College English professor who loves classic literature, psychology, neurology and hates pop trash like Twilight and Fifty Shades of Grey.
A riveting account of a young woman's struggle with what only appeared to be a complete mental breakdown and her struggles to find a correct diagnosis in the hurry-up, conveyor-belt world of American medicine. It is a story both of personal endurance and an indictment of the current medical system, deeply engaging and enlightening at once.
will help, but for the most part, this book is written in a very engaging and interesting fashion, which, I believe, will appeal even to the layman or someone who has only read a book or two in this field. One might not believe that a book about glial cells in the brain could make for an interesting read, but further discovery about their role in brain function--indeed, the discovery that they HAVE a role in brain function--is an exciting one, bound to shed more light on how the brain does its incredibly complex job--and how better to heal it when it is damaged or diseased. Be patient. Stay with this one. It is well worth it.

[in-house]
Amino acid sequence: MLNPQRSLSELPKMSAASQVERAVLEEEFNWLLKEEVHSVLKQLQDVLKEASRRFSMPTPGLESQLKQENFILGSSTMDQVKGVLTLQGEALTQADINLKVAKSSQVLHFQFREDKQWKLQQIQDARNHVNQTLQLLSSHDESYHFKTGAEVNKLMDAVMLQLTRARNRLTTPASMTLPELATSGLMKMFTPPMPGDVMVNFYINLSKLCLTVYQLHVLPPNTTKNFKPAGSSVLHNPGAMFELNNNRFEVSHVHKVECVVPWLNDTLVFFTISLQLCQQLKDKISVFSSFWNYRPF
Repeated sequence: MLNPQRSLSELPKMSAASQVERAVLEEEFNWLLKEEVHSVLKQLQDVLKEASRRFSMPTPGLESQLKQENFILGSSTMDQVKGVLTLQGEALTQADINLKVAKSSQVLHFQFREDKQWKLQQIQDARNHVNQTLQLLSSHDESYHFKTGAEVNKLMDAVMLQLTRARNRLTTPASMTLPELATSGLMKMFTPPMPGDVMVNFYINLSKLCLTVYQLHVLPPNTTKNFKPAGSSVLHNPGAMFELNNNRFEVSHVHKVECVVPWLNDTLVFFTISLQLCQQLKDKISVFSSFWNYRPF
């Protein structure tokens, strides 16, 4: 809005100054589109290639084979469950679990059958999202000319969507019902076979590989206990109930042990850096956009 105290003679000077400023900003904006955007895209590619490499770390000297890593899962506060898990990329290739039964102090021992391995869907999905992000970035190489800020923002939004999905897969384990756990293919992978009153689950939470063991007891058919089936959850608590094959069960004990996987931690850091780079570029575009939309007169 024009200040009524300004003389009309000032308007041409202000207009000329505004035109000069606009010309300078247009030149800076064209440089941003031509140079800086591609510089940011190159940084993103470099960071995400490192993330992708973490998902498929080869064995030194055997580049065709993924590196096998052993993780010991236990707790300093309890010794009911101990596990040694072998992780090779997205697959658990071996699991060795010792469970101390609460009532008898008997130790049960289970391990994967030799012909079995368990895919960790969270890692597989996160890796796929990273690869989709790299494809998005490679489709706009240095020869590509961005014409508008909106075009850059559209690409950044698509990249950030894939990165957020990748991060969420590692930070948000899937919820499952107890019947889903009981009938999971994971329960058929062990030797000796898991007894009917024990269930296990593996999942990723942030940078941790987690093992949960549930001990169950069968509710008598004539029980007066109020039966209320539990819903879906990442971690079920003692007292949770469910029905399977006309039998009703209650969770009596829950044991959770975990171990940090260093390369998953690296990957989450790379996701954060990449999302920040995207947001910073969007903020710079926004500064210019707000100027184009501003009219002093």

of how a miracle of modern medicine made an age in which something like scarlet fever, bronchitis or a deep cut could prove fatal into a curious and quaint bit of past, a fuzzy far-away time that most children today could barely conceive of--and, from a medical point of view, thank God they cannot.